Water Sampling

Teams investigate buoyancy as they design three water bottle sensor holders–one that sinks to the bottom, one that floats on the top, and one that remains suspended in water–to monitor the health of a river at different levels.



Per Whole Group:

  • Basins or buckets deep enough for bottles to float, sink, or be neutrally buoyant (at least 1 basin per every 3 teams)
  • Water to fill the basins or buckets
  • Nuts, metal clips, washers, and other weight sources
  • Fishing bobbers, ping-pong balls, and other floating objects
  • Velcro, string, and twist ties to connect weights and floats to water bottles

Per Team:

  • 3 identical plastic water bottles (1 or half liter size)
  • 3 identical placeholders for sensors (such as metal spoons)
  • 3 rubber bands for attaching the sensor placeholders to bottles
  • Paper and pen or pencils for sketching and taking notes

Relevant Terminology

Buoyancy: An object’s ability to float in water or other fluid.

Iteration: The process of repeatedly testing and refining to reach a desired target or result.

Prototype: An initial model of something from which other variations or innovations are developed.



Designate a table for building and a space for the testing basins or buckets. Make sure that these areas are safe to get wet.

Designate a space where a facilitator can introduce the activity to participants; this is where teams can receive their water bottles. The materials should be available on an array of tables where participants construct their water sensor holders.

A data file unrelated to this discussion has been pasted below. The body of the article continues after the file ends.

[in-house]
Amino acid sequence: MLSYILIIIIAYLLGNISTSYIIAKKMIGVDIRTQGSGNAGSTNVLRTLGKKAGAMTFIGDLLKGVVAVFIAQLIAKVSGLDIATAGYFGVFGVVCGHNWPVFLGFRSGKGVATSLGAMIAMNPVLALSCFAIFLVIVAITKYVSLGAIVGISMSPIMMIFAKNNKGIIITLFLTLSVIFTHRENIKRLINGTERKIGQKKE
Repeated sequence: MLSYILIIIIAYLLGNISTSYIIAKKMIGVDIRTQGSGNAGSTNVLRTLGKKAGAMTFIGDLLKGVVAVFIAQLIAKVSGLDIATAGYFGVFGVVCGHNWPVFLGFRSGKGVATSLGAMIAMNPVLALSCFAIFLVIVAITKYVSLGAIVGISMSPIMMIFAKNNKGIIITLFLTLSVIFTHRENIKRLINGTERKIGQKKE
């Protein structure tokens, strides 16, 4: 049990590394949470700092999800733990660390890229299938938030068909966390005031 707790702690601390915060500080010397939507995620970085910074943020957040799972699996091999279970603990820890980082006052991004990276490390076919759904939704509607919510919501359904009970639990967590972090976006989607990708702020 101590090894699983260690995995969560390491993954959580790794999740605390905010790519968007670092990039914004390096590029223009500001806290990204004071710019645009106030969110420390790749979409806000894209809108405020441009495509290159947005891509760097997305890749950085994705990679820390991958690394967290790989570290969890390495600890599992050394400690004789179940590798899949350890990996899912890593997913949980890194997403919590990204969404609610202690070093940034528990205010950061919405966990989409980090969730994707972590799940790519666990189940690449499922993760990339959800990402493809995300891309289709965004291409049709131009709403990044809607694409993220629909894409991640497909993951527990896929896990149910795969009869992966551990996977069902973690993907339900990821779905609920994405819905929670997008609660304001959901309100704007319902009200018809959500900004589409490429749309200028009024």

Introduce the activity to participants by saying the following, adapted for your audience:

Environmental engineers and scientists design tools and develop solutions to environmental problems, such as pollution in rivers. River pollutants accumulate at different depths. How might you design an apparatus that can hold a sensor to test for oily pollutants on the surface of the river? How might you design one to test for salt or heavy metals at the bottom of the river? Today you will design bottles that can be attached to sensors and be used to collect a sample from the surface, middle, or bottom of a river.


Divide participants into teams of two or three at most. Introduce the design challenge: to design bottles that can have sensors attached outside them to collect samples from the surface, middle, or bottom of a river in order to test for different types of pollutants that accumulate at each of these levels.

Point out the materials participants can use and the water containers that they will use for testing. The first step for each team will be to experiment with their water bottle to determine its initial buoyancy. Does it tend to float or sink with nothing but the simulated sensor attached?

Distribute three water bottles to each team. Instruct them to sketch their designs and take notes, so that they keep track of their ideas for each of the three levels. Remind participants of the steps of the engineering design process:

  1. Plan. With your team, sketch ideas and select materials to change the buoyancy of the bottle to make it float, hover midway down the water column, or sink to the bottom. To adjust buoyancy, you may use water and/or weights.
  2. Create. Construct your prototypes by adding floats and/or weights to your bottles, in addition to the simulated sensors (which are attached by a rubber band to the outside of each bottle).
  3. Test. Place your bottles in the water and observe the results. Record your findings in your notes.
  4. Improve. Try to improve your bottles by changing one variable at a time; then test again. What did you learn from your tests? How does your new design compare to the previous version?

As time allows, invite teams to demonstrate their apparatuses and discuss how they made their decisions.


Each team makes only one water bottle sensor holder that can be used to test one level of the river.

Design two different sensor holders that float or hover at the same depth.